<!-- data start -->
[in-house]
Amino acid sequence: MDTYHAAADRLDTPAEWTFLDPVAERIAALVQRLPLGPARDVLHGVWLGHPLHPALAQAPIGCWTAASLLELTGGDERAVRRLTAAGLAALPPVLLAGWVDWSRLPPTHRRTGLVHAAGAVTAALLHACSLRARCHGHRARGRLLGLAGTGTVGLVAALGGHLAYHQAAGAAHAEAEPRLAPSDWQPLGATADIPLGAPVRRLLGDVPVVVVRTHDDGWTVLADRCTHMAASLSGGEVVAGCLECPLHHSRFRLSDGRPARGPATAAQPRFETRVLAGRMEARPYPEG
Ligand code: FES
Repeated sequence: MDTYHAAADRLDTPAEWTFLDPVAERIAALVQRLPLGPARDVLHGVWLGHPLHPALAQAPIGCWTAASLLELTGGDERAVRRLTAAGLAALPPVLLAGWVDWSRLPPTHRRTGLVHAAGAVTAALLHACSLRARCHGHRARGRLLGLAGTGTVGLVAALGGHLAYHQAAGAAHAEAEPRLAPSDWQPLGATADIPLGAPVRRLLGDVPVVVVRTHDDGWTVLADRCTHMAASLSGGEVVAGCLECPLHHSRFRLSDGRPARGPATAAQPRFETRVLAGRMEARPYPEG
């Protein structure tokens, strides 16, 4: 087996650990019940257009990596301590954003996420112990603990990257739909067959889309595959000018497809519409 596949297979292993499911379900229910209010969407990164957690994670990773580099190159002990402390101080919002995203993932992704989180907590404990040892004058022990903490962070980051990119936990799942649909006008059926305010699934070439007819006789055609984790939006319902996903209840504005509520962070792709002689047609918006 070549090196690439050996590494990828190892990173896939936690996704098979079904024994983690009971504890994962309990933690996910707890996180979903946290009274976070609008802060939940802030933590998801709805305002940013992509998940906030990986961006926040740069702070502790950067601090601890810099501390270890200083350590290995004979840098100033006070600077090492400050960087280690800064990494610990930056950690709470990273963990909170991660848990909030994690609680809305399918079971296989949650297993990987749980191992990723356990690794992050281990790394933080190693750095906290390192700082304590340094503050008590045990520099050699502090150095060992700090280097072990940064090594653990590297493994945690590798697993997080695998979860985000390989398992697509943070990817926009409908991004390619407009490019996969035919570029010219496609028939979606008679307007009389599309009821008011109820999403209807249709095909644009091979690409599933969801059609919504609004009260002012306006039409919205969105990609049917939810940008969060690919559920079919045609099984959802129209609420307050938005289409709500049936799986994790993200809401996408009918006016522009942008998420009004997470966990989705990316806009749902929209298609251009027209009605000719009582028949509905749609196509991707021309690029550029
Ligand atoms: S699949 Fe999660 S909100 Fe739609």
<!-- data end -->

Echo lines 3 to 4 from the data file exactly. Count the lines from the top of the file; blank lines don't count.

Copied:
Ligand code: FES
Repeated sequence: MDTYHAAADRLDTPAEWTFLDPVAERIAALVQRLPLGPARDVLHGVWLGHPLHPALAQAPIGCWTAASLLELTGGDERAVRRLTAAGLAALPPVLLAGWVDWSRLPPTHRRTGLVHAAGAVTAALLHACSLRARCHGHRARGRLLGLAGTGTVGLVAALGGHLAYHQAAGAAHAEAEPRLAPSDWQPLGATADIPLGAPVRRLLGDVPVVVVRTHDDGWTVLADRCTHMAASLSGGEVVAGCLECPLHHSRFRLSDGRPARGPATAAQPRFETRVLAGRMEARPYPEG